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jerryking : pervasive_computing   6

The Cyber Age Has Hardly Begun - WSJ
By Mark P. Mills
Sept. 17, 2017

Most everything critical to daily life—food, energy, buildings, transportation—is physical, not virtual. The fabric of civilization involves digging up, processing, fabricating, moving and operating gigatons of material composed of atoms, not bits. As amazing as artificial intelligence and the cloud seem today, the world is still in the early days of truly useful, ubiquitous software that can be infused into the physical world’s hardware.

The billions of dollars in economic value from information technology has been associated with improvements mainly in information-related activities: mail, news, entertainment, advertising, finance and travel services. That’s no accident, as those domains are relatively easy to digitize. Very little of the hardware world is digitized so far. The “smart” objects industry is dominated by monitoring and analysis. That’s valuable but doesn’t fundamentally alter how objects are created or operate.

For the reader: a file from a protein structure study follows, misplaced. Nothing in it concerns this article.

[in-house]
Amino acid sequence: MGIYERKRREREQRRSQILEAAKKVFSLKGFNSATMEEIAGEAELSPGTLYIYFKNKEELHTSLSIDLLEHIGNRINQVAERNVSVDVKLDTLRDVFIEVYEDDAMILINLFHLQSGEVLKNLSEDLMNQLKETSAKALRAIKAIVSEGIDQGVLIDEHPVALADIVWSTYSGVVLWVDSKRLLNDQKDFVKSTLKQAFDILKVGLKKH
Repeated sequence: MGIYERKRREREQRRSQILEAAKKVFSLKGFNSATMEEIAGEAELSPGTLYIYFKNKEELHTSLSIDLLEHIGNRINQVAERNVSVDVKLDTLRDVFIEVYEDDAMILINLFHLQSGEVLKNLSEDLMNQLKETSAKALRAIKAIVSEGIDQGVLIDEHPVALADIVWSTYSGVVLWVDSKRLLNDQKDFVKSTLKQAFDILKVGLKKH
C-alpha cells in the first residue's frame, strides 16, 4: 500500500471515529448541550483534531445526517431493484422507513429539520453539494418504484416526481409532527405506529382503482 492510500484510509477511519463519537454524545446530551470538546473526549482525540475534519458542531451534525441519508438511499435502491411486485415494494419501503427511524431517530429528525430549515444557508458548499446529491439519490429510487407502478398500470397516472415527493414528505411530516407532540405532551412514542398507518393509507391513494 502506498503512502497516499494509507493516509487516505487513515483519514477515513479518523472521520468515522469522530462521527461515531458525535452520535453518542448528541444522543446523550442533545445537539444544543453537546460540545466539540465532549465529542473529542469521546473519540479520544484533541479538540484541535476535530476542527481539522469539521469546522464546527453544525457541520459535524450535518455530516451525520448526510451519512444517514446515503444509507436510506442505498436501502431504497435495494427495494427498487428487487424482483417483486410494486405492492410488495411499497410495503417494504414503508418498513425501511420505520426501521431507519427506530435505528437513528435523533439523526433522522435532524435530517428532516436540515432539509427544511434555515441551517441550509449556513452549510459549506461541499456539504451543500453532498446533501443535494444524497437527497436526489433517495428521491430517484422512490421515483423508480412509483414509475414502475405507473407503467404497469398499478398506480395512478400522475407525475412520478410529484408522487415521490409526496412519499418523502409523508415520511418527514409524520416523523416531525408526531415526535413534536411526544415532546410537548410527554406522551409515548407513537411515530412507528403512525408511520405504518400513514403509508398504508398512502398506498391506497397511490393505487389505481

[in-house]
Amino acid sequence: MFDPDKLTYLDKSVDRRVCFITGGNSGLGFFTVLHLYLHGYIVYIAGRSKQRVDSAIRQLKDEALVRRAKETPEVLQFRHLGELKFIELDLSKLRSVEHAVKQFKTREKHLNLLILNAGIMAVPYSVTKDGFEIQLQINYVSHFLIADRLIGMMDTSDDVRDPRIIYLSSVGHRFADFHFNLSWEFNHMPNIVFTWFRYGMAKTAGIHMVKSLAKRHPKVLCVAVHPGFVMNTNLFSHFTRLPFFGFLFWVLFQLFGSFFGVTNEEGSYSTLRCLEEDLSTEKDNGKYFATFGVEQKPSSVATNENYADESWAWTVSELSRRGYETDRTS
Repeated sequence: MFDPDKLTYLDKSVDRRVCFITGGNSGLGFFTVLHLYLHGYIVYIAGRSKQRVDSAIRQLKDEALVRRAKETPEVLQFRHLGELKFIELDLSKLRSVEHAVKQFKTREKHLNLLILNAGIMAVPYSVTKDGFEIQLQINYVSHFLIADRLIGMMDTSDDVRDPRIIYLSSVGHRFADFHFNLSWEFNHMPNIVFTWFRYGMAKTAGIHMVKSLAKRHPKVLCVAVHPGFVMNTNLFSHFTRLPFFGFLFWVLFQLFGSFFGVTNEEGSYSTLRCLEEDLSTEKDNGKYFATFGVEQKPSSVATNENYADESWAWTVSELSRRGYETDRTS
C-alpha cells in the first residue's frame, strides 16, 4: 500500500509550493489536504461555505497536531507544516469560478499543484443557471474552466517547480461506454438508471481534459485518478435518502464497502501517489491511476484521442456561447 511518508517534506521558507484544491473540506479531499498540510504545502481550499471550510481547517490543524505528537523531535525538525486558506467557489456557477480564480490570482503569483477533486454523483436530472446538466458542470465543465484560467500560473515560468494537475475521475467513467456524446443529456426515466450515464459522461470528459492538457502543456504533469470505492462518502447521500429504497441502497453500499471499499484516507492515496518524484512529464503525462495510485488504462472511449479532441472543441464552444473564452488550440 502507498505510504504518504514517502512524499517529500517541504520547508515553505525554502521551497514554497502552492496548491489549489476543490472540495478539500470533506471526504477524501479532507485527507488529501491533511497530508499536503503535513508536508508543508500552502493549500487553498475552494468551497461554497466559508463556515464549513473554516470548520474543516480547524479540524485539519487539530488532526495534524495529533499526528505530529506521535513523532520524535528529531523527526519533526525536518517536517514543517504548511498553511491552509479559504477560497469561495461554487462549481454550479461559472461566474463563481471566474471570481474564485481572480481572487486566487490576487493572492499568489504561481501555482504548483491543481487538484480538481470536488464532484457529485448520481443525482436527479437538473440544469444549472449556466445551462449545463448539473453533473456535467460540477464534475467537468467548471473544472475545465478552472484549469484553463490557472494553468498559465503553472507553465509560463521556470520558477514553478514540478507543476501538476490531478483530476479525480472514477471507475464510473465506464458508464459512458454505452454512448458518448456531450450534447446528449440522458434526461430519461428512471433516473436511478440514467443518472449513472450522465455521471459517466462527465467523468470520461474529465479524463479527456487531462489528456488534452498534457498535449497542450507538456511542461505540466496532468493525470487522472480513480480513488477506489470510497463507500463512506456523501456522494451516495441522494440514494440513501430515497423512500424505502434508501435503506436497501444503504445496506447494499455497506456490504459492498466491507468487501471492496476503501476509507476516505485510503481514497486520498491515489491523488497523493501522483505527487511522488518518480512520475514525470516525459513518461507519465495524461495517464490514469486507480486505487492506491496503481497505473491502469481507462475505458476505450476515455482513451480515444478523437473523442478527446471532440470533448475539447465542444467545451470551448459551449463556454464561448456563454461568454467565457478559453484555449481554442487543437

Contrary to breathless prose about robots taking manufacturing jobs, the data show underinvestment in automation and information technology in factories. U.S. companies need more robots and software to boost their competitiveness, profits and employee rolls. While spending on information technology remains high in media, banking, education and insurance, it lags far behind in chemical and food processing, energy and transportation.